Queensland Resources Council challenged to ‘come clean’ on massive increase in coal mine pollution
18 April 2017
Community and environment groups have accused Queensland Resource Council CEO Ian Macfarlane of down-playing the health impacts of air pollution from Queensland coal mines.
The NPI is an annual audit of toxic pollution to air, water and land from Australia’s mines, industries and businesses. This year’s figures show alarming levels of toxic emissions from the state’s coal mines, following a trebling of particle pollution reported by coal mines during the past decade.
Mr Macfarlane was quoted in the Brisbane Times as saying, “Queensland has a rigorous and transparent system of compliance with dust monitoring levels and companies implement stringent measures to reduce emissions,” and “the top priority is the health and safety of mine workers and the resources sector is committed to their protection”.
“It is time for Mr Macfarlane to rethink his business-as-usual position and start putting the health of the community first,” said Mr Michael Kane, spokesperson for Clean Air Queensland.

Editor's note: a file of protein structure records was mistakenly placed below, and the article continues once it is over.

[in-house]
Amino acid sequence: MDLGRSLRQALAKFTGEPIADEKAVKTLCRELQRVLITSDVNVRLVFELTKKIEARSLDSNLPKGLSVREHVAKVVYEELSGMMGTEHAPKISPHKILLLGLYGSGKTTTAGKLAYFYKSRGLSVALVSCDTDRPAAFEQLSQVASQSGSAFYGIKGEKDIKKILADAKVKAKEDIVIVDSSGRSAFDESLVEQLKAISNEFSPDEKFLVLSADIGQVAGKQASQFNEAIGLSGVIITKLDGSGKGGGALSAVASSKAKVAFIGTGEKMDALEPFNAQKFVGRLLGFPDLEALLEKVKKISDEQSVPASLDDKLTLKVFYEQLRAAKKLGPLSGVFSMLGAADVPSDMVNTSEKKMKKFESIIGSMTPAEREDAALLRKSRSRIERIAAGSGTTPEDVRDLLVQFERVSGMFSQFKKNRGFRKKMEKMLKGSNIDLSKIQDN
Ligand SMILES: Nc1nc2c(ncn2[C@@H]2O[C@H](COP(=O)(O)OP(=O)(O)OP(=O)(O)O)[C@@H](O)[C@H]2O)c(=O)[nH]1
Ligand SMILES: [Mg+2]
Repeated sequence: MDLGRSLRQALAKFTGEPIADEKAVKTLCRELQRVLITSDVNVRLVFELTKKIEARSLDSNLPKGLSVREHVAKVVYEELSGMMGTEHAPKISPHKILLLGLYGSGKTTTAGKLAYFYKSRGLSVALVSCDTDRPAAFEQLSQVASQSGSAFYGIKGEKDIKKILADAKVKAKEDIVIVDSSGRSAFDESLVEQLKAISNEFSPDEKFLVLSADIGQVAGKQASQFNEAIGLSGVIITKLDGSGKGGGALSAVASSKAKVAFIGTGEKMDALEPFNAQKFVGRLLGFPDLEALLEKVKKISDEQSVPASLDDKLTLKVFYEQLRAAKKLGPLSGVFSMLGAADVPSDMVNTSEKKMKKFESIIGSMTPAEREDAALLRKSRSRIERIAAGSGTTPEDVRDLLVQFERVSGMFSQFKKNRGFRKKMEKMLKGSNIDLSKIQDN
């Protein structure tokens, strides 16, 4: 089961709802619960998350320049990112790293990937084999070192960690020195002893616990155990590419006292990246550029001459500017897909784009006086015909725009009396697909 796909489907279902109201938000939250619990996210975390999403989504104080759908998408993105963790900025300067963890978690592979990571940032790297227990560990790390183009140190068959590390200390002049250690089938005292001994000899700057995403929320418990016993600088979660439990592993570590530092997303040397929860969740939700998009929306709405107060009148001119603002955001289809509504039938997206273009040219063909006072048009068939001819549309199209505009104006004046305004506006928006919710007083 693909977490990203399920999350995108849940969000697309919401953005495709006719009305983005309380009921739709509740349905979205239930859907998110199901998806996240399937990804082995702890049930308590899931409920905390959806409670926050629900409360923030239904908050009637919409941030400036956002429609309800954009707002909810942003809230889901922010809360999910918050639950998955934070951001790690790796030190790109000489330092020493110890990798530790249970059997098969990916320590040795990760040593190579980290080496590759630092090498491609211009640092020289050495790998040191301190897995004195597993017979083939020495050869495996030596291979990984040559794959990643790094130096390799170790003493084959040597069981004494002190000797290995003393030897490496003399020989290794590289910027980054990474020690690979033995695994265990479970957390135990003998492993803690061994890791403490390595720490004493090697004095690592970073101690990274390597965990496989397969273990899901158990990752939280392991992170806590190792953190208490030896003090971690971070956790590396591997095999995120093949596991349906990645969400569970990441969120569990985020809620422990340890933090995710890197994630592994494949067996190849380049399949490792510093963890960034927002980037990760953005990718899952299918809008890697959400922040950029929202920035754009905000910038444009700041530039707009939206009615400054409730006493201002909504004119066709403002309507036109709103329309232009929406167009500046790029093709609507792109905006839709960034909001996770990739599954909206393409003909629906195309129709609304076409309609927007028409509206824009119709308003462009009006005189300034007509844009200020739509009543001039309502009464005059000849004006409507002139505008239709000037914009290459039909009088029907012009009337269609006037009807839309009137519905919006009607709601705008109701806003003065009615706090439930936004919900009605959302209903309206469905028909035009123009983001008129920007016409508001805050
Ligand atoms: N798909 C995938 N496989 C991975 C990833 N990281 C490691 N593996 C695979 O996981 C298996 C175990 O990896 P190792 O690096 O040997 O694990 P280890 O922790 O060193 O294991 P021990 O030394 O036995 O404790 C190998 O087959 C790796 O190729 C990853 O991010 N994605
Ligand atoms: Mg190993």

“Dozens of coal workers have Black Lung and many thousands of Queenslanders who live close to coal mines are unprotected from dangerous particle pollution.
“With 17 of the 20 most polluting coal mines in Australia in Queensland, where an inquiry into Black Lung is underway, Mr Macfarlane should join us in our call for better regulation,” Mr Kane said.
“It is not good enough for Mr Macfarlane to suggest self-regulation by Queensland coal mining companies is rigorous and transparent that Queensland coal mines employ stringent measures to reduce emissions defies the reality of the industries own data,” Mr Kane said.
“Black Lung has re-emerged in his industry because emission standards and self-regulation have catastrophically failed coal workers.”
Environmental Justice Australia (EJA) spokesperson James Whelan said communities were at risk of air pollution from coal mines in Queensland due to poor air pollution monitoring in communities closest to large coal mines.
“In the Hunter Valley, an extensive government-run network of air pollution monitoring stations provides communities with real-time air pollution data that is used by mining companies and environmental regulators to actively manage pollution from coal mines,” Dr Whelan said.
“By contrast, the Queensland Government doesn’t have a single air pollution monitoring station between Moranbah and Gladstone, a region of more than a million square kilometres, where most of the country’s most polluting coal mines are located close to communities.”
“It is breathtaking that Mr Macfarlane can suggest air pollution from coal mines has declined.
“In fact, coarse particle pollution (PM10) trebled in the last decade according to the coal mining companies themselves.”
Interviews: Dr James Whelan, 0431 150 928
Michael Kane, 0438 766 230